Eventually it becomes natural to defend that behavior. Or there are so many bigger, looming issues, that we push it away to be dealt with at another time.
There were things that I accepted in my past relationship that I can never imagine happening in my current one. I can’t imagine telling myself that it’s okay now.
If your bestfriend or sister came to you with a situation that was similar to yours and you’d find it alarming – chances are you’ve desensitized yourself to those things within your own relationship.
What I’ve Learned: That bad behavior is still bad behavior no matter what the motives or reasons behind it. I always had a ready excuse as to the why of the things that happened. Even if they were real, valid, excuses – bad behavior is still bad behavior and it’s not something we should allow ourselves to put up with.
Being in Love With “Someday”
This was the major reason I stayed in my relationship. When you’re with an alcoholic you trick yourself into believing that the minute they get sober you’re going to get every single thing you ever wanted.
You just have to wait it out, be patient, and get to that point.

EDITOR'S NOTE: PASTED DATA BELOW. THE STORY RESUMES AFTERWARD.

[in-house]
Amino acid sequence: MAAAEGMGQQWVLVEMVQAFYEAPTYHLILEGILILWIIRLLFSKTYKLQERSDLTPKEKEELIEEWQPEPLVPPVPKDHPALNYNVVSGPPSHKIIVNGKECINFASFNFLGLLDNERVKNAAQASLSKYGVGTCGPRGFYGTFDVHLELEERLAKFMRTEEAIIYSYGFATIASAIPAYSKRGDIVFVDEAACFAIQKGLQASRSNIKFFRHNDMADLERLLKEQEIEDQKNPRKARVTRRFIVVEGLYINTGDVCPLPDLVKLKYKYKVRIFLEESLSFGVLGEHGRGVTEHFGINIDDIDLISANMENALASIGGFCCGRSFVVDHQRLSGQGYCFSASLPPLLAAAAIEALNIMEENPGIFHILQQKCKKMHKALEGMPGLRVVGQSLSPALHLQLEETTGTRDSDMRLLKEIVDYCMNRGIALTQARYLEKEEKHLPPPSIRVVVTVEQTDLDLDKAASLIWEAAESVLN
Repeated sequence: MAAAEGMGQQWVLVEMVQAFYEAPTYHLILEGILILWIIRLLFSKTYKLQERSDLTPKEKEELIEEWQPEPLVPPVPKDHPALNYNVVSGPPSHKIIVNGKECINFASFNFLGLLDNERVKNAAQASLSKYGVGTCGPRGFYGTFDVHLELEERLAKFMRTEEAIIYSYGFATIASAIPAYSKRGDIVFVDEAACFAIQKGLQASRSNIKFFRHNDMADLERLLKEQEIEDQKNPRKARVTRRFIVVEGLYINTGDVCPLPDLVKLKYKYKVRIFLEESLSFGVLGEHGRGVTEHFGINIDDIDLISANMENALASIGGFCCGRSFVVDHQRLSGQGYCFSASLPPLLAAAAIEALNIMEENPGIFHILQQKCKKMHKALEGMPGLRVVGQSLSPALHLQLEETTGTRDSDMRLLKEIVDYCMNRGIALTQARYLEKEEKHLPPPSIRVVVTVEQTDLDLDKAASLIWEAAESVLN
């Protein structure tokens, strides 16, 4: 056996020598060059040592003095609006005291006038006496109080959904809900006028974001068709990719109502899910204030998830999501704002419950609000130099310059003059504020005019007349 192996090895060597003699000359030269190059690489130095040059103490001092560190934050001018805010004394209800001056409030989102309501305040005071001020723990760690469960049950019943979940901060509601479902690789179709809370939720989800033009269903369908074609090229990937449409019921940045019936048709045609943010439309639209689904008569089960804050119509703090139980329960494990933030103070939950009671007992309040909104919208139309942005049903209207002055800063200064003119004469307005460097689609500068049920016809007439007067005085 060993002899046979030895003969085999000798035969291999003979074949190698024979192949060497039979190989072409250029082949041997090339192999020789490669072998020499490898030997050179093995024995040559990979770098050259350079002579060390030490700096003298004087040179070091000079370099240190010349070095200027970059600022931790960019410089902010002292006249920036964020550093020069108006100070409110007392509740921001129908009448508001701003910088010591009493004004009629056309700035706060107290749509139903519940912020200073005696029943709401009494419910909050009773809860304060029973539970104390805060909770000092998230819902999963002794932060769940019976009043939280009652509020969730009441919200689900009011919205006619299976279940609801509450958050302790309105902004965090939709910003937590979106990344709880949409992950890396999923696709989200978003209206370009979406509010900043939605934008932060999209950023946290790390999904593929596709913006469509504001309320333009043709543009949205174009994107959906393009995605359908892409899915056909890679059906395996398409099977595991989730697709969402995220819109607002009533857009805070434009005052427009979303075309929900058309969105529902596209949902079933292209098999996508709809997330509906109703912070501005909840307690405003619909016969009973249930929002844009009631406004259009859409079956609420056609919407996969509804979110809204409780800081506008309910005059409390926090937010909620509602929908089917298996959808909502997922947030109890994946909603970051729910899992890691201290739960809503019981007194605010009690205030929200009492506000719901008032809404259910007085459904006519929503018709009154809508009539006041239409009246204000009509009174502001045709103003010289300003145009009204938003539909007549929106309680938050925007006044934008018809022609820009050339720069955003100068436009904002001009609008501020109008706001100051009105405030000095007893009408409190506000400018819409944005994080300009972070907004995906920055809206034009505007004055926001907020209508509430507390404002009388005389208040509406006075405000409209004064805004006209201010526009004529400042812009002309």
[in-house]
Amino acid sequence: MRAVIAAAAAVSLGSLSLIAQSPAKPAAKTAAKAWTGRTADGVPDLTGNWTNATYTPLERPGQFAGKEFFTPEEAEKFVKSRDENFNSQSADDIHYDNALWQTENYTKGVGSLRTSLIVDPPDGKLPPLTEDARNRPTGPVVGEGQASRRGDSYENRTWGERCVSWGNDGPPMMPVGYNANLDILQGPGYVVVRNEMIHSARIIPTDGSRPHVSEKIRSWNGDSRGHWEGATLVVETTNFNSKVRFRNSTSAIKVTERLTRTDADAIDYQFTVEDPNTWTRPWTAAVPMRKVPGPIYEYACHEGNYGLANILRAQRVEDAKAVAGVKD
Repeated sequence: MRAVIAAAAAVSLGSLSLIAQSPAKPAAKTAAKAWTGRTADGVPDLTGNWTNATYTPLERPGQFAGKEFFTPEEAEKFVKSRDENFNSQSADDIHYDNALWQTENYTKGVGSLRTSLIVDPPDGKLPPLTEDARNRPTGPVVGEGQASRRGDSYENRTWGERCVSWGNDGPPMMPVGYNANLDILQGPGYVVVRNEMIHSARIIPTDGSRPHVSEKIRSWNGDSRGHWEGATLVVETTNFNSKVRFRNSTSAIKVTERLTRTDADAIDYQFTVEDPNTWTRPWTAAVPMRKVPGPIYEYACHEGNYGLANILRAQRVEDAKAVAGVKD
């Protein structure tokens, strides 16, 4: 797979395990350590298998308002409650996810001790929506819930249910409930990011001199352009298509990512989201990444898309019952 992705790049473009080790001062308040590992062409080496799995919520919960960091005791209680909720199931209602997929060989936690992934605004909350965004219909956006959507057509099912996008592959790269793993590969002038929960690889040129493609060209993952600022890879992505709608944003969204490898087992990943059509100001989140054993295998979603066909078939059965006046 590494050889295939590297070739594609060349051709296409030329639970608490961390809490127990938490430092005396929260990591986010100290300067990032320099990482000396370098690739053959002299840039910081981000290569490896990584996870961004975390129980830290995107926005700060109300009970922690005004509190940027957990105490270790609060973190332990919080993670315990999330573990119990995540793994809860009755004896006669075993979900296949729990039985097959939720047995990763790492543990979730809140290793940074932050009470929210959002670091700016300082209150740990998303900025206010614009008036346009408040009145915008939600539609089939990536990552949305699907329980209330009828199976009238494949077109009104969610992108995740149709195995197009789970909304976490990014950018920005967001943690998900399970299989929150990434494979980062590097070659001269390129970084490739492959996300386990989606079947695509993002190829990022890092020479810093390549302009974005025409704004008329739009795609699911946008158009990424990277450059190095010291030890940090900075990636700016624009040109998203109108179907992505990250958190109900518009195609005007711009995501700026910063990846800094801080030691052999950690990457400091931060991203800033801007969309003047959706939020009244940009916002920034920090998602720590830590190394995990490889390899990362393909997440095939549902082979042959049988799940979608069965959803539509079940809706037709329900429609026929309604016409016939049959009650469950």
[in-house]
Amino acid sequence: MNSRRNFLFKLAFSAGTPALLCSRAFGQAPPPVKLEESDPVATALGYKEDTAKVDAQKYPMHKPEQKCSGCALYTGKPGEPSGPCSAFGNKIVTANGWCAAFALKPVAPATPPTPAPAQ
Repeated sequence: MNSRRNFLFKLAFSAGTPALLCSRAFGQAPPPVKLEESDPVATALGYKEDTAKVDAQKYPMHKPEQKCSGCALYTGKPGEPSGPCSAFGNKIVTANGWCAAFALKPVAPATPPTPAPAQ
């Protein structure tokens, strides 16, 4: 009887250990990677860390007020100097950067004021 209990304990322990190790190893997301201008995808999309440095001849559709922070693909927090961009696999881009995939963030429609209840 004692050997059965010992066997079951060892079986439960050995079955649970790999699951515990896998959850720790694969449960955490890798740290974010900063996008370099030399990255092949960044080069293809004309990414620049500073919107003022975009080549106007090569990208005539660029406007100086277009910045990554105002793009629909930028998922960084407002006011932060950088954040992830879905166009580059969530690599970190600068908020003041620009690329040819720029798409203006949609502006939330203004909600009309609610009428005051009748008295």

If the person you’re in love with isn’t the kind of person you want to be with, there’s a significant chance that they never will be. That’s not to say that people can’t change or become better versions of themselves – they can – but if you find yourself being in love with someday instead of someone – it’s probably not the right situation for you.
What I’ve Learned: Waiting for someone to change who isn’t committed to changing, or who doesn’t want to change – is an exercise in futility. Everyone says that actions speak louder than words – they do. Changed behavior is the best indicator that someone truly means the things that they say. Accept nothing less.
Many bad relationships contain an element of emotional manipulation. This can come in so many forms. I often heard “I would be dead if it wasn’t for you.” Words and phrasing like “No one will love you like I do. I’ll die without you. You’re the only thing good in my life. I couldn’t do this without you.”
Those are some pretty big statements. When we are convinced that we literally hold someone’s life in our hands – it’s hard to walk away. When we have been so conditioned to believe that we don’t deserve anything more than what we are being given – it’s hard to change that mindset.
Same thing with other forms of manipulation and abuse. It gets into your head and has a lasting effect.
What I’ve Learned: They won’t die without you and there will be someone out there in the world who will love you better. Who will listen to you, and respect your feelings and hold you in high
So in short – if you’re having trouble leaving or you’ve left and you feel yourself being drawn back – keep moving forward. Know the underlying reasons. Know that you aren’t alone and that so so many of us feel these same things and then we come out of the other side happier and healthier.